Michael L. Corradini, Ph.D., (NAE) is chair and professor in the Department of Engineering Physics at the University of Wisconsin, Madison. Dr. Corradini's research focus is nuclear engineering and multiphase flow with specific interests that include light water reactor safety, fusion reactor design and safety, waste management and disposal, vapor explosions research and molten core concrete interaction research, and energy policy analysis. He is a member of the American Institute of Chemical Engineers, the American Society of Engineering Education, the American Society of Mechanical Engineers, and a fellow of the American Nuclear Society. Dr. Corradini has received numerous awards including the National Science Foundation's Presidential Young Investigators Award, the American Nuclear Society reactor safety best paper award, and the University of Wisconsin, Madison, campus teaching award. He is the author of over 100 technical papers and has served on various technical review committees, including the research review panel of the U.S. Nuclear Regulatory Commission. Dr. Corradini was elected to the National Academy of Engineering in 1998. He received his  in mechanical engineering from Marquette University and his M.S. and Ph.D. degrees in nuclear engineering from the Massachusetts Institute of Technology.





Patricia J. Culligan, Ph.D., is professor of civil engineering and engineering mechanics at Columbia University and the Vice Dean of Academic Affairs for Columbia Engineering. Her research focuses on applying geoengineering principles to understand and control the migration of contaminants from waste disposal sites. She studies the behavior of miscible contaminants and nonaqueous phase liquids and colloids in soil and fractured rock and the effectiveness of in situ remediation strategies for the cleanup of waste sites. She also has interest and experience in the design of land-based disposal sites for waste materials. Dr. Culligan has received numerous awards, including MIT's Arthur C. Smith Award for Undergraduate Service (1999), the National Science Foundation Career Award (1999) and Columbia University’s Presidential Award for Outstanding Teaching (2007). She is also the author or coauthor of more than 80 journal articles, book chapters, and refereed conference papers.  Dr. Culligan has a Ph.D. degree in civil engineering from Cambridge University, England. She has served on several National Research Council committees.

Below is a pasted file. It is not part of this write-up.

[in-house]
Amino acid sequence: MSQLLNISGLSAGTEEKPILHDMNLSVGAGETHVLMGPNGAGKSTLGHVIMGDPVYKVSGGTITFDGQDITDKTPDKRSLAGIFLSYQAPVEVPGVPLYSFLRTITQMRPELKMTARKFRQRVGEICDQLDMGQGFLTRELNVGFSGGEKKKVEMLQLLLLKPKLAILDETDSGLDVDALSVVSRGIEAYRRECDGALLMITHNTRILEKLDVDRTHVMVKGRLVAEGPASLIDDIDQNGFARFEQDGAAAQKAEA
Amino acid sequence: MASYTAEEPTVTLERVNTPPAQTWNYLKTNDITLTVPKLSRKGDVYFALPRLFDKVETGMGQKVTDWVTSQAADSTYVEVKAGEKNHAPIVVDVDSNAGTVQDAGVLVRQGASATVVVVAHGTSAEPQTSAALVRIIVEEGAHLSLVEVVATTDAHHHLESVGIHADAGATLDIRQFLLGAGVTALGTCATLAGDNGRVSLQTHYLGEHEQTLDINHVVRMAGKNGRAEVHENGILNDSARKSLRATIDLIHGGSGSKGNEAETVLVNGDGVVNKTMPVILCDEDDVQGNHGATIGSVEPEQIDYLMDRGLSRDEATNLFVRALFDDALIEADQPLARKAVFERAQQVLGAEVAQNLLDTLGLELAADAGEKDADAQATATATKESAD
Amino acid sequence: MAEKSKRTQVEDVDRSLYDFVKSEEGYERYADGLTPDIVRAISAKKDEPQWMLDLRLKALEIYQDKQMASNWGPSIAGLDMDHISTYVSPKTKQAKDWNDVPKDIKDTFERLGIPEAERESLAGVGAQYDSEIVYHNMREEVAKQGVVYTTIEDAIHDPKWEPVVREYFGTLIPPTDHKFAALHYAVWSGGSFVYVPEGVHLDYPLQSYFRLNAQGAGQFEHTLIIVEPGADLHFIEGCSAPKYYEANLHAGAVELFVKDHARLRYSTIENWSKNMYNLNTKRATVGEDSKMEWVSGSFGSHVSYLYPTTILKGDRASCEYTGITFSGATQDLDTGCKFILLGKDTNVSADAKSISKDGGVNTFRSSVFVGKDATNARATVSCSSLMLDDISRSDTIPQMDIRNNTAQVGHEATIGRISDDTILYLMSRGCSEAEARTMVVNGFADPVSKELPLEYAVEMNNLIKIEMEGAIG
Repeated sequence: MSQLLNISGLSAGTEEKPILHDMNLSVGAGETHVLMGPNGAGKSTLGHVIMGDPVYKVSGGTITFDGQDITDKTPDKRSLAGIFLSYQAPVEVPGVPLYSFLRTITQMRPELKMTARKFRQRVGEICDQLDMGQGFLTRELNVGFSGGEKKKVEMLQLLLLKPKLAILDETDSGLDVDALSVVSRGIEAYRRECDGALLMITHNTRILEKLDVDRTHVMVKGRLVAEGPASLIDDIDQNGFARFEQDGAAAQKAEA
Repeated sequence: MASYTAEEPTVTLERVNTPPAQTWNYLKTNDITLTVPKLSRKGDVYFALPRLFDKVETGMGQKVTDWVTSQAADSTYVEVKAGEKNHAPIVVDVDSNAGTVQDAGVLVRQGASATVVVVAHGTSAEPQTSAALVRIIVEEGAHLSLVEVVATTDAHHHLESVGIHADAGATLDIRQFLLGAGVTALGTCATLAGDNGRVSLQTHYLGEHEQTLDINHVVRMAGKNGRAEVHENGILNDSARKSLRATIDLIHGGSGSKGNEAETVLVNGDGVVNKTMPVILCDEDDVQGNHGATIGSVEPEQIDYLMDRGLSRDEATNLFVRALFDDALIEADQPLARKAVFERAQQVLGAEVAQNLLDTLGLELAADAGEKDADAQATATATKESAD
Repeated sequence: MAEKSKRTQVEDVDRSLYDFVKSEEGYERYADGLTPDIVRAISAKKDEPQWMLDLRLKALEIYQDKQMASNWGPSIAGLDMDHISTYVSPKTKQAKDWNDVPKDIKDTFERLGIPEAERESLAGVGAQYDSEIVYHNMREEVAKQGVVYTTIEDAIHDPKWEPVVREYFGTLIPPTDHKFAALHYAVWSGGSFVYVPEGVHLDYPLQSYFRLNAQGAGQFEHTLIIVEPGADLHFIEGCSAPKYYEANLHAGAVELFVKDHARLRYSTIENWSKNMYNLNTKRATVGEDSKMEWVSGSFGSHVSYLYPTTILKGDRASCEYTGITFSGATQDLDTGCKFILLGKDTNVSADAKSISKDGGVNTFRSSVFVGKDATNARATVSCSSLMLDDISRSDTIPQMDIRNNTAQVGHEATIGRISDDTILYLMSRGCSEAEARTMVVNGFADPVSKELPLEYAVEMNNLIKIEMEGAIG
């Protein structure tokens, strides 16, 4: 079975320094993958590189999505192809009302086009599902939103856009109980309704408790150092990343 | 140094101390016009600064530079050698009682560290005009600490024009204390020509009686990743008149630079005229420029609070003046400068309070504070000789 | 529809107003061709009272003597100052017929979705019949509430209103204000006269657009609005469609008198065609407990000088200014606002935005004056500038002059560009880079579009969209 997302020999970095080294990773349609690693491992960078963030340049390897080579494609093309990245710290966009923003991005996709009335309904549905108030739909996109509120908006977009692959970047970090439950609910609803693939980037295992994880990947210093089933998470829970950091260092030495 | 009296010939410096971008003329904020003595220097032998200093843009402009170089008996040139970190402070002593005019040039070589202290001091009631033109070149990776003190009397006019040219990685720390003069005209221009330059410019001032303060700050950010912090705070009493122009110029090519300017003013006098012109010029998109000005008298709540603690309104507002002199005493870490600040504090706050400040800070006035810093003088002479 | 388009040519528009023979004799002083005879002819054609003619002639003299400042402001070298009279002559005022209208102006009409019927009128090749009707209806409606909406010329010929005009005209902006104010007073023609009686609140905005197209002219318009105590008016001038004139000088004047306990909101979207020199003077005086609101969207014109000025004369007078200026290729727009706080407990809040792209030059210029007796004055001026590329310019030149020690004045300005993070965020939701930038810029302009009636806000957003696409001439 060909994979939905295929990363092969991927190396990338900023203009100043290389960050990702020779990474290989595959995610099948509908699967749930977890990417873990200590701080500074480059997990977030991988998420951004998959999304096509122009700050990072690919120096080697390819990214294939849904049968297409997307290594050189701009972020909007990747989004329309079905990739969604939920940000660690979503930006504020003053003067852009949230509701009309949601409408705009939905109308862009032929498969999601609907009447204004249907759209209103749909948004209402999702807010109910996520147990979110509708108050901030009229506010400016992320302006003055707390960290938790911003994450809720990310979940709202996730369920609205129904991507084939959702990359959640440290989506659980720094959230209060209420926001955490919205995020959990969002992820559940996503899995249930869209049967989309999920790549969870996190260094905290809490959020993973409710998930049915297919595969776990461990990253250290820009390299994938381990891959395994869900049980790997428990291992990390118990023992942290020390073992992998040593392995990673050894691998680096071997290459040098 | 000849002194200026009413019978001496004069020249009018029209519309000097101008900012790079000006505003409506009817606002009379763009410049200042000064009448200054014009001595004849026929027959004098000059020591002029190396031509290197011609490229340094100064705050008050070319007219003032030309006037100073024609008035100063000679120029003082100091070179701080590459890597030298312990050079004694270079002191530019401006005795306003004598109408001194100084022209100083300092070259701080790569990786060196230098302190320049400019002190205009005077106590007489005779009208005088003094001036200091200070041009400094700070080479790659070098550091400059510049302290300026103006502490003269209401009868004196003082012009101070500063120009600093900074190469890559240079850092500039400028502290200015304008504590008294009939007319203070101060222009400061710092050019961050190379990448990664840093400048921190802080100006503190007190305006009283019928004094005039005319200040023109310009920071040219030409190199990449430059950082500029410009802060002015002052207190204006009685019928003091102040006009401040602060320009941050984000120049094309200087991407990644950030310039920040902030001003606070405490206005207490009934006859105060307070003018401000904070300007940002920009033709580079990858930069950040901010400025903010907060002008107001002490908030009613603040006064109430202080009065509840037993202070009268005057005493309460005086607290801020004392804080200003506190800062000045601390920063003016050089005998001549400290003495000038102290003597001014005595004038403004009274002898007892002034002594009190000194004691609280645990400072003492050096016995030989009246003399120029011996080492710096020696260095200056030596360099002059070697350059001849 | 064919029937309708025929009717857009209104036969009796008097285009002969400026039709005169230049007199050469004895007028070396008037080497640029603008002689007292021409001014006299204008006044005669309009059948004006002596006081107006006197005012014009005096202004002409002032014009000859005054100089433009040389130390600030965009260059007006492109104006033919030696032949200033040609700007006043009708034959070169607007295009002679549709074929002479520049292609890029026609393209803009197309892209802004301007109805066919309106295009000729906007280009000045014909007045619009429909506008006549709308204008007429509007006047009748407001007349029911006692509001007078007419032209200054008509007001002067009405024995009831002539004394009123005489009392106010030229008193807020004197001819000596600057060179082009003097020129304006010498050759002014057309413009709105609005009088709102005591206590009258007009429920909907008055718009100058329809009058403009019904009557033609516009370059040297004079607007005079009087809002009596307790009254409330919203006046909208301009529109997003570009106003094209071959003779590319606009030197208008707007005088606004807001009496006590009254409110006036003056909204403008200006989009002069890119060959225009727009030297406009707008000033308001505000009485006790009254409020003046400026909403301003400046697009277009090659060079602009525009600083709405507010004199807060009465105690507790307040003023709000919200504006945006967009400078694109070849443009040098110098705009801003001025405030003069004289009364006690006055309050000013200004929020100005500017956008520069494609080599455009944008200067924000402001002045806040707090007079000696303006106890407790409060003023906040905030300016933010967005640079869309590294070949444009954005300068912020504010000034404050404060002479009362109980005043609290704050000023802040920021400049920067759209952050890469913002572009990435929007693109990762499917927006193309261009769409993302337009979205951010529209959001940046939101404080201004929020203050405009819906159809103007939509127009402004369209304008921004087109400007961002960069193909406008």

Robert C. Dynes, Ph.D., (NAS) was the 18th president of the University of California (UC) and is now a professor of physics at UC Berkeley and UC San Diego, where he directs a laboratory that focuses on superconductivity. Dr. Dynes served as chancellor of UC San Diego from 1996 to 2003 after six years in the physics department, where he founded an interdisciplinary laboratory in which chemists, electrical engineers, and private industry researchers investigated the properties of metals, semiconductors, and superconductors. Prior to joining the UC faculty, he had a 22-year career at AT&T Bell Laboratories, where he served as department head of semiconductor and material physics research and director of chemical physics research. Dr. Dynes received the 1990 Fritz London Award in Low Temperature Physics, was elected to the National Academy of Sciences in 1989, and is a fellow of the American Physical Society, the Canadian Institute for Advanced Research, and the American Academy of Arts and Sciences. He serves on the executive committee of the U.S. Council on Competitiveness. A native of London, Ontario, Canada, and a naturalized U.S. citizen, Dr. Dynes holds a bachelor's degree in mathematics and physics and an honorary doctor of laws degree from the University of Western Ontario, and master's and doctorate degrees in physics and an honorary doctor of science degree from McMaster University. He also holds an honorary doctorate from L’Université de Montréal.